Dollar Struggles Continue

June 7, 2011

The dollar fell 1.0% against the New Zealand dollar, 0.7% versus the euro, 0.6% against the Canadian dollar, 0.5% relative to sterling and 0.3% versus the Swiss franc.  The greenback is unchanged against the Australian dollar and 0.1% firmer relative to the yen.

A senior Chinese official, Guan Ho, warned that the dollar is likely to depreciate further against other major currencies.

Equities rose 0.7% in Japan, 0.6% in China, and 0.4% in India, but they dropped 1.1% in Thailand, 0.7% in South Korea and 0.1% in Australia.  The German Dax and Paris Cac are so far up by 0.7%, and the British Ftse has gained 0.3%.

The yields on 10-year German bunds and British gilts rose two basis points, and that on JGBs is a basis point higher.

Gold prices firmed 0.2% to $1550.10 per troy ounce.  Oil prices are unchanged at $98.97 per barrel.

The Reserve Bank of Australia left the Official Cash Rate steady at 4.75% and released a statement that failed to signal a likely tightening of monetary policy next month.  Australian data releases yesterday indicated an on-month 6.5% plunge in job ads, the most in 25 months, and an easing of expected inflation to 3.3% from 3.6% in the previous survey.  Today came news of a slight recovery in the very depressed construction purchasing managers index to 39.6 in May from a reading of 37.9 in April.

Japanese international reserves climbed $3.98 billion in March to $1.140 trillion in May after leaping $19.5 billion in April.  Japan’s index of leading economic indicators faltered to 96.4 in April from 101.1 in March and 104.0 in February.  The coincident index printed at 103.8 after 103.5.

Euroland retail sales rebounded 0.9% in April from a 0.9% drop in March.  The trend was distorted by a late Easter but remains soft overall.  Sales were just 1.1% greater than in April 2010.  On Monday, Eurostat reported a 0.9% increase in producer prices during April.  Euroland’s PPI was already 1.6% above the 1Q11 average level and 6.7% higher than a year earlier.  The Sentix gauge of investor sentiment toward the euro area also got released yesterday, and such showed a further deterioration to 3.48 in June from 10.88 in May, 14.22 in April and 17.07 in March.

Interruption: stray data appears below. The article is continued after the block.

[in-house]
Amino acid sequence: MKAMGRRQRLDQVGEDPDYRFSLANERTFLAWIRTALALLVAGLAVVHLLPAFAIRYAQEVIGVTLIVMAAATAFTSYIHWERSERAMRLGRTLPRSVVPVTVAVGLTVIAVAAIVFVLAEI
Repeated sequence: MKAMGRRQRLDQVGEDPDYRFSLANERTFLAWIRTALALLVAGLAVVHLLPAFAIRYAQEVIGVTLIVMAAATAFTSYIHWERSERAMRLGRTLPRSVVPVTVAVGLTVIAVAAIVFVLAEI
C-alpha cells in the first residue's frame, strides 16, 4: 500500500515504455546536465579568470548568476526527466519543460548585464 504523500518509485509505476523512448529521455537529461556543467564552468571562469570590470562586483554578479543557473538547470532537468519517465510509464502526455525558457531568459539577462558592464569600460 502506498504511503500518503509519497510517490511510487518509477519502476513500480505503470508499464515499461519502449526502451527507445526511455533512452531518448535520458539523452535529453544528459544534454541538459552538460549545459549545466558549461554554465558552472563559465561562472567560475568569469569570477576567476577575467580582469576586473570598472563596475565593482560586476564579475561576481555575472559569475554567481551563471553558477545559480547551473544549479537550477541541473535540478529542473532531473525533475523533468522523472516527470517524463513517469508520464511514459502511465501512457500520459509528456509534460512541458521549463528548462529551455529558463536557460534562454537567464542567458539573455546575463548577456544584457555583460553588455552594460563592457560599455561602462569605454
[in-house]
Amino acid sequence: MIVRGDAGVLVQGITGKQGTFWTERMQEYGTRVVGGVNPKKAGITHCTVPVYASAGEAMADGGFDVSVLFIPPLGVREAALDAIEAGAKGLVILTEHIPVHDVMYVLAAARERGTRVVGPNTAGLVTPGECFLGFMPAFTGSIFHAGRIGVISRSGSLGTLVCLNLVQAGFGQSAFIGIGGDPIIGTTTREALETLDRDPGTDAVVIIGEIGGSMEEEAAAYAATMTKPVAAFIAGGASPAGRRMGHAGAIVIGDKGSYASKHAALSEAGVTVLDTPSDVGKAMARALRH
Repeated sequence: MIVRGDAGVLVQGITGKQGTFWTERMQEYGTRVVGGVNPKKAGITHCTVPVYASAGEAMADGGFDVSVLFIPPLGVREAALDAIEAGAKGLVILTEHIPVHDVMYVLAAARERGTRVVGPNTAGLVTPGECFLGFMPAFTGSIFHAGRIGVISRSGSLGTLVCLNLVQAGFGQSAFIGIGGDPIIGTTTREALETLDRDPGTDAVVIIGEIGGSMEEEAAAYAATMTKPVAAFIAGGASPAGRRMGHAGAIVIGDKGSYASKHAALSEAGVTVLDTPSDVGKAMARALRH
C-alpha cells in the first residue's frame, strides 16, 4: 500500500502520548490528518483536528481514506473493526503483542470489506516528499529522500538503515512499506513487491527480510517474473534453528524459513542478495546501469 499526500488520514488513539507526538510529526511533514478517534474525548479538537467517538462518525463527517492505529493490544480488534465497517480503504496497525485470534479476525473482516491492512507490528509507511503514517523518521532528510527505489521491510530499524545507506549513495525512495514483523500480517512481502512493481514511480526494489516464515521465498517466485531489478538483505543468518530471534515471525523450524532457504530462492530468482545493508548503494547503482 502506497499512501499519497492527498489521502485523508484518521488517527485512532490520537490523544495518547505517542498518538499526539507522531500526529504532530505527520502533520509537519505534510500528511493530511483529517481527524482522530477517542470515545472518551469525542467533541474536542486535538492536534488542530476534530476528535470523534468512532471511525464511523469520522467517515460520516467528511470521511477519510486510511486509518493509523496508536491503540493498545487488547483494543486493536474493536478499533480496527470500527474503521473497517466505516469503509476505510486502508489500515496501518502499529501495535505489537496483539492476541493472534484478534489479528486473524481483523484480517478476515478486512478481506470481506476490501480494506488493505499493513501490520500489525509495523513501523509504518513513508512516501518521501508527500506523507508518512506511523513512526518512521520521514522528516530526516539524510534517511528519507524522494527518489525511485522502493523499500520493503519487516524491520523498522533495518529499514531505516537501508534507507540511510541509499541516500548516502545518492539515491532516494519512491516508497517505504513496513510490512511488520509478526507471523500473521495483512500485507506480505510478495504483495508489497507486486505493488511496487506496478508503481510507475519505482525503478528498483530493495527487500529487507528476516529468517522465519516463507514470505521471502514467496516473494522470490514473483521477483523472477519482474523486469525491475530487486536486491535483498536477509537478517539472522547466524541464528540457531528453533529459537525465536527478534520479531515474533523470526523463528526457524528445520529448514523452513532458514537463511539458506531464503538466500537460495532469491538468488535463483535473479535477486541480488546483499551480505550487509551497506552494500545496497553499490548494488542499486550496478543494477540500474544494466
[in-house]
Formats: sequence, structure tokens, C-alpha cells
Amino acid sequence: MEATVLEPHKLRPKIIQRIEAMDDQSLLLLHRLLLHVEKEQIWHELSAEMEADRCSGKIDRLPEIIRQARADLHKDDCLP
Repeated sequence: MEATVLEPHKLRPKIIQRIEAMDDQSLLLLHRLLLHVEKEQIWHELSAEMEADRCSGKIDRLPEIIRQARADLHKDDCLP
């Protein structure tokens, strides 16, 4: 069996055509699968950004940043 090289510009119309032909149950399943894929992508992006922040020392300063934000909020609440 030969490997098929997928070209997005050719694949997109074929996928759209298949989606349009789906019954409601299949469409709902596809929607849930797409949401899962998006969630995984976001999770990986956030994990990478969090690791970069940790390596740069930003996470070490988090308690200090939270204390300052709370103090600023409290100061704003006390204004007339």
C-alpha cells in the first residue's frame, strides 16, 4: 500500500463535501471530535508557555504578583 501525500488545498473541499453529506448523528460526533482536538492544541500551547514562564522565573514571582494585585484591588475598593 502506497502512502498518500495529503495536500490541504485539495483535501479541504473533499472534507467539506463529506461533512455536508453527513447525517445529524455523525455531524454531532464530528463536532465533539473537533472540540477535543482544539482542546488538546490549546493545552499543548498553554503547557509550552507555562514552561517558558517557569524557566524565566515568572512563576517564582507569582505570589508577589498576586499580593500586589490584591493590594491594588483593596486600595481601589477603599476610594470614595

German industrial orders advanced 2.8% in April, thanks to a 4.9% jump in demand for capital goods.  Orders had declined 2.7% in March but were 1.5% greater than the 1Q mean in April and also 10.5% higher than in April 2010.  Foreign and domestic orders for capital goods respectively increased by 6.6% and 2.4% in the latest reported month.

Swiss consumer prices edged up 0.1% in May and were only 0.4% higher than a year earlier. 

The Halifax index of British house prices rose by a smaller-than-expected 0.1% in May and were 4.2% lower than a year earlier over the latest three months.  Same-store retail sales in the U.K. fell 2.1% on year in May according to the British Retail Consortium, which also put the drop in total retail sales at 0.3%.

Hungarian industrial production rose 0.5% in April and was 6.9% greater than a year earlier. Finland recorded a EUR 185 million trade deficit in April, 72% smaller than its trade gap in March.  Iceland’s trade deficit narrowed 4% to ISK 6.03 billion in April.

Taiwanese CPI and WPI on-year inflation stood at 1.7% and 3.3% in May.  South African business sentiment settled back under the key 50 level in the second quarter to rest at 48.0.  Filipino consumer price inflation accelerated to 4.5% from 4.3% in April.

Scheduled U.S. data today include weekly chain store sales plus the monthly JOLTS index and consumer credit figures, but these releases will be overshadowed by a key speech late today by Fed Chairman Bernanke, which may shed light on policy after QE2.  Canadian data released yesterday showed a stronger IVEY-PMI reading of 65.5 in May after 57.8 in April and 73.2 in March, as well as a 21.1% plunge in building permits in April that reversed strong gains of 9.8% in February and 16.8% in March.  Poland’s central bank began its interest rate policy meeting today.  A decision will be announced tomorrow.

Copyright Larry Greenberg 2011.  All rights reserved.  No secondary distribution without express permission.

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